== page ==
The mortar’s thin consistency allows for easy spreading and leveling of the material as you install it. It also ensures that the tile has plenty of room to expand and contract with temperature changes. This way, it won’t crack over time.
Thin-set mortar is ideal for walls, shower floors, kitchen countertops, and other places with high moisture.
Mastic is a type of tile mortar made from a mixture of cement and fine aggregates such as sand or pebbles. It’s typically softer than other types of tile mortar and easier to work with. Mastic is ideal for use with natural stone tiles, which are porous and can absorb moisture from the mortar. It can cause problems if you use a harder mortar that won’t absorb moisture.
Mastic isn’t as strong as some other types of mortar. It doesn’t contain fillers or additives, but if your project involves only small amounts of tile, this may not be an issue.
One downside of mastic is that it’s not moisture or heat-resistant. Also, it doesn’t level the surface you’re laying tiles on.
3. Epoxy Mortar
Epoxy mortar comprises three distinct components: hardener, powder, and resin. It is ideal for commercial applications. It’s durable and can withstand heavy traffic. It’s also waterproof, which makes it a good choice for kitchens and bathrooms. What’s more is that it sets fast and creates a strong bond.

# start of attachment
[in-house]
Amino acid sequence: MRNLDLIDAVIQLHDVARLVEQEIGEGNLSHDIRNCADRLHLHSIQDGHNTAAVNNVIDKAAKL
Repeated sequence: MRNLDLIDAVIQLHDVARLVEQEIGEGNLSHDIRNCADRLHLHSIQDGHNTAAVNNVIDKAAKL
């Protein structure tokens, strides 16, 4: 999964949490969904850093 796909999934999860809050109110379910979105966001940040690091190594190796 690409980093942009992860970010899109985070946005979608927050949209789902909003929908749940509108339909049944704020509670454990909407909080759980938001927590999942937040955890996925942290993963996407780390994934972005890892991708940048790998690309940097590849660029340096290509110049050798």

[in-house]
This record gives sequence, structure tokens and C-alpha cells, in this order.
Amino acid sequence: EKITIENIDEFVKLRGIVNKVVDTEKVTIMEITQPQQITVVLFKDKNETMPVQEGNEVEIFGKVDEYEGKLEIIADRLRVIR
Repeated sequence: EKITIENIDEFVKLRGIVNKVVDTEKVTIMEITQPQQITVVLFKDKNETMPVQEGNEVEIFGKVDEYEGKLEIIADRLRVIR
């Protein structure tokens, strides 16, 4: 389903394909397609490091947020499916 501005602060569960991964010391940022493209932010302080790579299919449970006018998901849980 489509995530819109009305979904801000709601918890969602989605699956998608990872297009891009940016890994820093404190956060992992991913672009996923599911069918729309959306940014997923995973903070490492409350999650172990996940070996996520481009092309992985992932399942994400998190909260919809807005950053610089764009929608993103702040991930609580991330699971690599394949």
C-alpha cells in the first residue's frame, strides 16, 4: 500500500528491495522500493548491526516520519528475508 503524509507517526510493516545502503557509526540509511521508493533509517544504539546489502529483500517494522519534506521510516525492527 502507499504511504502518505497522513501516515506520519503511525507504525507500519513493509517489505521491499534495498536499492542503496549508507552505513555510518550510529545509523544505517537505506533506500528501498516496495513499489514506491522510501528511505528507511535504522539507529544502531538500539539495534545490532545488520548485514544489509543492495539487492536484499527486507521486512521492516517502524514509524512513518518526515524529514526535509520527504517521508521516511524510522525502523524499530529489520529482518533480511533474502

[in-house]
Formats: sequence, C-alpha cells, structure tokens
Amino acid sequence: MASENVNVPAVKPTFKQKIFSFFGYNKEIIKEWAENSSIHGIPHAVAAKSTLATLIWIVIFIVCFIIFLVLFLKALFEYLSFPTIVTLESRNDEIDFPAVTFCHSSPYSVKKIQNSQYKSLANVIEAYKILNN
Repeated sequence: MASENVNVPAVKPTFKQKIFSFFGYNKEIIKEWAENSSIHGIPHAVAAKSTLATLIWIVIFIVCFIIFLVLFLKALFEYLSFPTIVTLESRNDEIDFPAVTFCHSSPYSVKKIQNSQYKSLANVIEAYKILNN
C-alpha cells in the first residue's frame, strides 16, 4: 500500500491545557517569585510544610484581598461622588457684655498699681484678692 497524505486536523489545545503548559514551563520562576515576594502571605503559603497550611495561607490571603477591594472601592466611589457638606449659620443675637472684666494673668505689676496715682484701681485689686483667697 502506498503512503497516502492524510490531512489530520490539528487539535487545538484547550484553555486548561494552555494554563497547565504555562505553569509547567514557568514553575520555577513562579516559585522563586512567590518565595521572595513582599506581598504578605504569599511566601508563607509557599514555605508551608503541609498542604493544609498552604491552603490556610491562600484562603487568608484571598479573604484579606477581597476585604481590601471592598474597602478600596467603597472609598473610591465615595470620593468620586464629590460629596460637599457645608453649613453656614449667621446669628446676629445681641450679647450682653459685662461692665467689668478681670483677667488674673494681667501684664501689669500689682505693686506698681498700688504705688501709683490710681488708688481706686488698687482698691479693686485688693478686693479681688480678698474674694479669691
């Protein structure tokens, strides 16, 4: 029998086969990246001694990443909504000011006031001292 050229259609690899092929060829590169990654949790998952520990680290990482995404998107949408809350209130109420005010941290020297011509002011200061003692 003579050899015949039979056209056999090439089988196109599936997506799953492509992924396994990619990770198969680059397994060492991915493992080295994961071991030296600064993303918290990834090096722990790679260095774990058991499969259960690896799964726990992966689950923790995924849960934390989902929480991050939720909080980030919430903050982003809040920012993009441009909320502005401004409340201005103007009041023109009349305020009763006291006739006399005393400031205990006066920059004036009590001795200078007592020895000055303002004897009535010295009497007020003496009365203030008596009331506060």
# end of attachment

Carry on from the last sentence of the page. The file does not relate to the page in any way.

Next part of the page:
Epoxy mortar is a mix of epoxy resin and an acrylate-modified polymer. It’s usually added to the mixture to reduce shrinkage and cracking. It also has a strong odor after application, but this goes away after some time.
Epoxy mortars are more expensive than other types of tile mortar. They need special equipment and have strict application requirements. So, only experienced professionals can install tiles using epoxy mortar.
This mortar is ideal for installing ceramic floor tiles.
What Are the Differences Between Tile Adhesive and Tile Mortar?
Tile adhesive and mortar are two types of products used to secure tiles to the surface. Both have their place in the world of tiling, but there are some differences between them.